Tuesday, January 5, 2010

disjointed and personal.

Originally uploaded by Laura Hartrich
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Tonight I caught the tail end of a show on PBS called This Emotional Life. This episode was about depression, and featured a teenage girl struggling with severe depression. It was compelling. Because I have battled depression as a young person and as an adult, I'm increasingly nervous about the possibility that my children will also suffer. I don't know what to do about this other than educate myself, watch them for symptoms, and then help if I am able.
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I am feeling good lately. Winter is here and I hate it with a visceral hatred, but it helps if I make myself keep moving. Trouble comes when I give in to the cold and curl up in a fetal position under four blankets (unless it's after 9 pm). I sometimes wish we could move somewhere with a more temperate climate, but we'd be giving up a lot of things (or, actually, people), in exchange for good weather, and I don't think that will happen.
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S is doing something lately that is hard to handle. When he gets upset, he says something like, "I hate myself, I'm so stupid, I'm a bad kid, I'm an idiot." It is extremely unsettling to hear him say these things. Part of me wonders if he is putting it on. Maybe mom will stop admonishing me for hitting my brother if I berate myself. But I don't know.... it seems pretty genuine. We have always tried to be very careful about the way we speak to the boys. Never, ever would we dream of using these expressions directed toward them. Perhaps, though, we are conveying these messages through our actions/attitudes (exasperation, irritation, etc)? Unintentionally, of course. When he says this stuff, I ask him gently not to say it, because it makes me feel sad. I also tell him that I don't believe it is true. Sometimes I will leave it at that. Other times, if he seems especially down, I will elaborate, holding him and cooing to him about how special he is to me and his daddy, and naming specific things we adore and appreciate about him. It seems to help. Like I said, I don't know where this is all coming from, but it's pretty unsettling to witness. Do any older parents out there have any experience with something similar?
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Because I do have a proclivity toward depression, I feel driven to work toward happiness. So that my family has a happier woman to live with, and so that my kids can see that it can be done, if they ever need to follow suite. I've become an enthusiastic reader of a blog (now a book!) called The Happiness Project. Small stuff, simple ways to let a little more happiness into my life. You should check it out. It has really helped me grab on to happiness and claim it as my own.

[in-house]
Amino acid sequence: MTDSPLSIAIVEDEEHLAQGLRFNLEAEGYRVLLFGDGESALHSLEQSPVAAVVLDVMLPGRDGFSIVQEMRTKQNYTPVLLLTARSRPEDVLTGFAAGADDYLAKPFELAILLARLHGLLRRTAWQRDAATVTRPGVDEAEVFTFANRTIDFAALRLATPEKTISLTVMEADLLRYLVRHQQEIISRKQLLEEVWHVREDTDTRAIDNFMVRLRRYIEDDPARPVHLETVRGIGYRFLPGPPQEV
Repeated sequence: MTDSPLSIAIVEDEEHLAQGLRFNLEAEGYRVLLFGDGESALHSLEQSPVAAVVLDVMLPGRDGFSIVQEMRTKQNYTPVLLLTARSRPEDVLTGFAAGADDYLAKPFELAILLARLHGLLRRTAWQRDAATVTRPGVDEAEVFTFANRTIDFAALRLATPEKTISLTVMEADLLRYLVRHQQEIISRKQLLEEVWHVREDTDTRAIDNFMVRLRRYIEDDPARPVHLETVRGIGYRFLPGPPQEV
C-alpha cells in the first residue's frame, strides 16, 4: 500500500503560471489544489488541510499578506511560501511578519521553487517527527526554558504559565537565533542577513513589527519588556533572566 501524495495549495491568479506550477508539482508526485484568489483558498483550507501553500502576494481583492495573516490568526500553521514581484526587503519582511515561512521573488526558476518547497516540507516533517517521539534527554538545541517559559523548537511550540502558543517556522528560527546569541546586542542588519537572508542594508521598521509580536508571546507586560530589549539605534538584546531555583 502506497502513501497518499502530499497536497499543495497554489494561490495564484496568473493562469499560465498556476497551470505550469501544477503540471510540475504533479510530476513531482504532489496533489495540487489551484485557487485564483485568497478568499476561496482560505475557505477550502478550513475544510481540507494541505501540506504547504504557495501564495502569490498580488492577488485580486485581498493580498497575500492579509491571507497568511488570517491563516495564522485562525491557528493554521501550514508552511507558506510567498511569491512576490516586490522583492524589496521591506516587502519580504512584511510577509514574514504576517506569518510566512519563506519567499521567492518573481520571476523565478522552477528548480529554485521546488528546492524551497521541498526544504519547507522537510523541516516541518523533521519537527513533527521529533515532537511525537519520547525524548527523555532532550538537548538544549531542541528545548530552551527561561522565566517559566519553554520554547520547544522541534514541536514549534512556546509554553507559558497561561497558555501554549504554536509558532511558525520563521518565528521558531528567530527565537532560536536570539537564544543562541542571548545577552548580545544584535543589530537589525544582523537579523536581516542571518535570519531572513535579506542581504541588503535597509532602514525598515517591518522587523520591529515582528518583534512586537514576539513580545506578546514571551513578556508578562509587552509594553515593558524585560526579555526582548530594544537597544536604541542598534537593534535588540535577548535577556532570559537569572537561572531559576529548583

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Is S's costume in this picture not the most amazing get-up you've ever seen? I thought the red jump suit / red cape combination was pure genius. This picture makes me happy.


Colin said...

I want an outfit like that (cough cough, wedding present, cough cough).

I enjoy reading your thoughts as always, Laura. I think that with attention and support Simon knows that he's loved, that's he's not an idiot/bad. Also kids tend to use words that carry a lot of weight with adults but that to the kid don't have much serious depth ----- "I hate myself" being one of those things that's heartbreaking and horrifying to hear, but to the kid doesn't really mean what it seems to mean.

Just an idea, though. Tell Simon Colin says hello and he loves him.

Mama Niccicoco said...

Hope the girls weekend cheered you up last weekend. I feel the same way a lot of the time during winter, like so LOW. Especially when I am alone, I just don't know what to do with myself. So yeah keeping busy seems to be the key. (: You know you can always call me if you wanna talk, chat or gossip.
Jack has definitely been through that stage and sometimes when he is REALLY upset about something those sort of comments bubble up. "I hate myself, I am the worst" or "YOU hate me" that sorta thing. He actually used to smack himself, but seems to have outgrown that. I think it is both a cry for attention AND them expressing real sadness. When they get in trouble or mess up they feel genuinely bad and they are not used to feeling that way, so they are verbalizing it. Of course we comfort him and tell him, we don't hate him we love him, but we don't like his actions that got him in trouble. It's so hard being a parent, but I think that is normal what Simon is going through. That or our kids are quite similar! Can you imagine having a girl. OYE!